Autism Rating Scale (CARS) (Schopler et al., 1980; 1988) [
]. The CARS consists of
assessing behaviors associated with autism, with a 15th domain rating the general
impression of autism. Total score ranges from 15 to 60, with scores below
absence of autism, a score ranging between 30 and 36.5 indicating mild-to-moderate autism,
and scores higher than 37 indicating severe autism (Schopler et al., 1988) .
Secondary outcomes were measured using the Home Situation Questionnaire-ASD
(HSQ-ASD), the Autism Parenting Stress Index (APSI), the SDAG (Scala per i Disturbi
di Attenzione/Iperattivitàper Genitori (ADHD rating scale for Parents)), the Monteﬁore
Einstein Rigidity Scale–Revised (MERS–R) and the Pittsburgh Sleep Quality Index (PSQI).
HSQ-ASD (Chowdhury et al., 2015) [
] is a 24-item parent-rated measure of noncompliant
behavior in children with ASD. The scale yields per-item mean scores of 0 to 9 (higher
Children 2022,9, 755 6 of 12
is worse). APSI (Silva and Shalock, 2012) [
] is a 13-item parent-rated measure, which
assesses parenting stress in three categories: core social disability, difﬁcult-to-manage
behavior, and physical issues. SDAG was completed by the parents. Nine items (marked
with odd numbers) explore Inattention (subscale In), and nine items (marked with even
numbers) explore Hyperactivity/Impulsivity (subscale H/I). The frequency and intensity
of the 18 ADHD symptoms are rated on a 4-point Likert scale from 0 to 3 (0, never, 1,
sometimes, 2, often, 3, very often).
MERS–R measures three domains: behavioral rigidity, cognitive rigidity and protest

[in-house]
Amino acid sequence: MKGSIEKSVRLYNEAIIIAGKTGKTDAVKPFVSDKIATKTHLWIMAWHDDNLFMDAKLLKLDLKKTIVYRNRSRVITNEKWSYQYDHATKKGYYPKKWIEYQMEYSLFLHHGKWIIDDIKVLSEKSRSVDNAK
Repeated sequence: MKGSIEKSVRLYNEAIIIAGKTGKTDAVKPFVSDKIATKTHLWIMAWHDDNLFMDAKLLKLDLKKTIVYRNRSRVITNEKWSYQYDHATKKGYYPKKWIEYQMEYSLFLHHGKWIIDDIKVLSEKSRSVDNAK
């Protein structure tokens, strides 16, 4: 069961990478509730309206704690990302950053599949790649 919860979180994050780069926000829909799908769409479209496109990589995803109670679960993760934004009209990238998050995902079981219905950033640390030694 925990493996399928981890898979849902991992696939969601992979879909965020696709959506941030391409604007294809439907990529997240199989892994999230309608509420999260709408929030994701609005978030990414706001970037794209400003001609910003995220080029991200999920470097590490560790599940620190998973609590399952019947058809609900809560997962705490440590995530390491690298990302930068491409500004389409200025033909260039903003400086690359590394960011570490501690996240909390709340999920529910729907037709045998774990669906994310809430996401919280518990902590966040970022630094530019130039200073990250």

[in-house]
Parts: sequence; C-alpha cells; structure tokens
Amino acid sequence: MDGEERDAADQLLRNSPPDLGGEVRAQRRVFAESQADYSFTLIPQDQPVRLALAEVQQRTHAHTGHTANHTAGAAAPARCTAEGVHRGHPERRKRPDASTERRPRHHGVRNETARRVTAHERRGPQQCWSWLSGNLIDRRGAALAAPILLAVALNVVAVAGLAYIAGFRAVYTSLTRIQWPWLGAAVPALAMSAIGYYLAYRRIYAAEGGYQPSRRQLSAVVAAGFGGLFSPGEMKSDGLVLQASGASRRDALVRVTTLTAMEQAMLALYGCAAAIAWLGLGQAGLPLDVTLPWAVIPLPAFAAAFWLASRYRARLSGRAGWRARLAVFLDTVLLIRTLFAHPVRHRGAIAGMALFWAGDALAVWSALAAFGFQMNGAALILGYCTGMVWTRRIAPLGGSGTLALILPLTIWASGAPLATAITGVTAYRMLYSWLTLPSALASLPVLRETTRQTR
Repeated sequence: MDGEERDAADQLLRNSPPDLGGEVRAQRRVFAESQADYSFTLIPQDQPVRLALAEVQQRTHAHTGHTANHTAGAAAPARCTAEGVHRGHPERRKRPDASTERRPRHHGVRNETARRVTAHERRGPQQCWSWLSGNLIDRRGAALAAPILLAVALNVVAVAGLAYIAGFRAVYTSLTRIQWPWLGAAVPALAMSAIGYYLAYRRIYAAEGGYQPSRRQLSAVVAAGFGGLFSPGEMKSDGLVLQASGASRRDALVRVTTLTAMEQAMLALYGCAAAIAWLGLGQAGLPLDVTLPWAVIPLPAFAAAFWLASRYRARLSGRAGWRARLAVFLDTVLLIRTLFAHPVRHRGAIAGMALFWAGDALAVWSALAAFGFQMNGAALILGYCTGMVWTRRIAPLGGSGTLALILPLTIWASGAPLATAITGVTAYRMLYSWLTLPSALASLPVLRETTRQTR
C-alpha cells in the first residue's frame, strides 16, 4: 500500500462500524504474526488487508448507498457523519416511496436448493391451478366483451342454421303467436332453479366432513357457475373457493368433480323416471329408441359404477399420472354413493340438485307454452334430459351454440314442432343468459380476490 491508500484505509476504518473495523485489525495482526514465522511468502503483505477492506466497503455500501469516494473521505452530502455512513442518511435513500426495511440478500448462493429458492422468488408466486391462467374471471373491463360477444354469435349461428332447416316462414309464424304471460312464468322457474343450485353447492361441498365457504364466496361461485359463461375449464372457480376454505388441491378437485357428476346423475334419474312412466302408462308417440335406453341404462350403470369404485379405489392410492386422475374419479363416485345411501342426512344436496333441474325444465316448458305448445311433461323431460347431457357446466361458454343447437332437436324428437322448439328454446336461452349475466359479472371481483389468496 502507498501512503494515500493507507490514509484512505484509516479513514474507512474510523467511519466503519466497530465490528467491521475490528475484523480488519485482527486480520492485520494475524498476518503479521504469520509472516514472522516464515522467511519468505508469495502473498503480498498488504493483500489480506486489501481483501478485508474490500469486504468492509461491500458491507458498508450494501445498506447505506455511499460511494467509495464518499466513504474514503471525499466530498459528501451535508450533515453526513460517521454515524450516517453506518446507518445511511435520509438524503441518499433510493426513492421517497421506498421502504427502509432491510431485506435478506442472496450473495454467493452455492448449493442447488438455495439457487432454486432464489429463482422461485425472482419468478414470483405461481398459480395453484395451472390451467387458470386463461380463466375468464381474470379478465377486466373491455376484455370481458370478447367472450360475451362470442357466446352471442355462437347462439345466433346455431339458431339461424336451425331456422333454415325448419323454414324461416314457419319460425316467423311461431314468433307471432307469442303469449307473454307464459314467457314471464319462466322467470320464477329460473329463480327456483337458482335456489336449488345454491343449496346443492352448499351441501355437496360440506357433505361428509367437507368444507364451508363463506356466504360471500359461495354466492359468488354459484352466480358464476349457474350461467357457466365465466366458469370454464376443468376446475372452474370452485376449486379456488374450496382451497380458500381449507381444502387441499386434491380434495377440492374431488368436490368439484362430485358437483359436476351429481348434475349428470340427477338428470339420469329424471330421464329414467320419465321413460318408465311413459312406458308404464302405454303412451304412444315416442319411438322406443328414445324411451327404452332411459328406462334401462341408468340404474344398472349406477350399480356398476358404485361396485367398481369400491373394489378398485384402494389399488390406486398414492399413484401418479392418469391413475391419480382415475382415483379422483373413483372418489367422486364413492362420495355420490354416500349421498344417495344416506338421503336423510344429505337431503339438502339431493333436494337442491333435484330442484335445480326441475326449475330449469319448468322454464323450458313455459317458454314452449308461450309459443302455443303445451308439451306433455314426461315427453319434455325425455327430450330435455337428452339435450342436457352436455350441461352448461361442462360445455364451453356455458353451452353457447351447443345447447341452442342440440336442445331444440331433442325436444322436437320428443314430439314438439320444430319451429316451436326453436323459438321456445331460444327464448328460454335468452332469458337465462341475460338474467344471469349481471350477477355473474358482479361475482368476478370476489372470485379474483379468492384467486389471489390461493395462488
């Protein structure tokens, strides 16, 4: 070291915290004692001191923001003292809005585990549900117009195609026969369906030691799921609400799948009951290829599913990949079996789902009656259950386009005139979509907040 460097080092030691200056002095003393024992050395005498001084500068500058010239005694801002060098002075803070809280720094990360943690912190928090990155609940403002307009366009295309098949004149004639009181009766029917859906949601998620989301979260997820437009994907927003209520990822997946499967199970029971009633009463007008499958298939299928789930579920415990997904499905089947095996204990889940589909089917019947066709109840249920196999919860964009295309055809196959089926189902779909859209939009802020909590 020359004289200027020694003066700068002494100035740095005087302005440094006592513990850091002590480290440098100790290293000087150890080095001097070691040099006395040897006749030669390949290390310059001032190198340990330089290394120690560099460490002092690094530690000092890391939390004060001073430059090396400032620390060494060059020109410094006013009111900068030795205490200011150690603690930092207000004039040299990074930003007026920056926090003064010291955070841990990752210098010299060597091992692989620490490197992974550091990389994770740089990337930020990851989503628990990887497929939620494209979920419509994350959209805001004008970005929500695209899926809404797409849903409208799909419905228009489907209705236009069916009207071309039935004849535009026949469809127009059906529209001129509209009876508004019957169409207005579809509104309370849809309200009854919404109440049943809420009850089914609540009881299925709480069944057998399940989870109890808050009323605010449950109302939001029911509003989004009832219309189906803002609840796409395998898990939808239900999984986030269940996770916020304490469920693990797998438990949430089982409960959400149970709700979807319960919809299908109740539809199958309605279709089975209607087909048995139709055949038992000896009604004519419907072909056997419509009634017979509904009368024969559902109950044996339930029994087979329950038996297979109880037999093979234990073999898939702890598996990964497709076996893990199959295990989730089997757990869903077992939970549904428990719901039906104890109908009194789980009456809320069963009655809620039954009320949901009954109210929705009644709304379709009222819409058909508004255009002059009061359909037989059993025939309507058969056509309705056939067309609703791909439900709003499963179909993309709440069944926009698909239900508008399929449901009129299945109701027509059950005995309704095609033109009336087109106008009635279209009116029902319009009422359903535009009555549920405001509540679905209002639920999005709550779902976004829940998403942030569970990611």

domain. Behaviors are rated on a scale from 0 to 4. All three domains consist of four items.
Regarding behavioral rigidity and cognitive rigidity, the items are: 1, Time spent engaging
in behavior; 2., Interference due to behavior; 3, Distress due to disruption of behavior; 4,
Degree of control. Regarding the protest domain, the items are: 1, Time spent protesting; 2,
Interference due to protest; 3, Severity of protest; 4, Effort for redirection.
PSQI (Buysse et al., 1989)  is a standardized self-administered questionnaire, that
in this case was completed by parents. It aims to assess sleep problems and its quality.
2.5. Statistical Analysis
The baseline demographic and clinical characteristics of the sample were tabulated with
descriptive statistics. Parametric and non-parametric tests were used according to variables’
distribution to analyze changes in scores over time. For all statistical analyses, the alpha level
of significance was set at 0.05. All the statistical analyses were performed using the statistical
programming language R (version 4.0.5) (R Core Team. R: A Language and Environment for
Statistical Computing. Vienna: R Foundation for Statistical Computing (2021)).
The study included 21 patients (13 males, 8 females). The average age was 9.1 (range 5–15).
As CARS scores, MERS scores and Inattention subscale of SDAG scores were normally
distributed (veriﬁed through the Shapiro–Wilk test), one-way repeated measures ANOVA
was used to determine whether there were differences in scores during time. CARS results
(see Figure 2) showed that they were statistically signiﬁcantly different at the different
time points during tPBM intervention (F (2,40) = 137.143, p< 0.001,
g = 0.02). Pairwise